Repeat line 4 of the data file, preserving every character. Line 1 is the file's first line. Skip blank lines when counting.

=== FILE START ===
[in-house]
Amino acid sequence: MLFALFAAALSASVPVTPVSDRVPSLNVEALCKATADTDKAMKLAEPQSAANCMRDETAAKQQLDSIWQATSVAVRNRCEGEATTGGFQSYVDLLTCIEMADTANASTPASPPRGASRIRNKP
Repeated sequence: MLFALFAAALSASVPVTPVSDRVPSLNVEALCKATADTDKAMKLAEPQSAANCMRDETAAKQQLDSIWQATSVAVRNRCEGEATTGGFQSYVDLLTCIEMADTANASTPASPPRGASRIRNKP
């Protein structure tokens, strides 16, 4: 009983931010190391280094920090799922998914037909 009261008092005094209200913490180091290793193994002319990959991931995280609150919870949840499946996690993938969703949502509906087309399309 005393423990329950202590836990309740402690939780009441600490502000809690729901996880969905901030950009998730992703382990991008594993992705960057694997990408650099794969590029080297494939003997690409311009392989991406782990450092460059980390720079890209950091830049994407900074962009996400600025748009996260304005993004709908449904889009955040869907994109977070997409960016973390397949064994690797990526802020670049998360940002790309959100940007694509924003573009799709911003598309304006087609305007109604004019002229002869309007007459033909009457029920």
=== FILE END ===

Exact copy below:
């Protein structure tokens, strides 16, 4: 009983931010190391280094920090799922998914037909 009261008092005094209200913490180091290793193994002319990959991931995280609150919870949840499946996690993938969703949502509906087309399309 005393423990329950202590836990309740402690939780009441600490502000809690729901996880969905901030950009998730992703382990991008594993992705960057694997990408650099794969590029080297494939003997690409311009392989991406782990450092460059980390720079890209950091830049994407900074962009996400600025748009996260304005993004709908449904889009955040869907994109977070997409960016973390397949064994690797990526802020670049998360940002790309959100940007694509924003573009799709911003598309304006087609305007109604004019002229002869309007007459033909009457029920």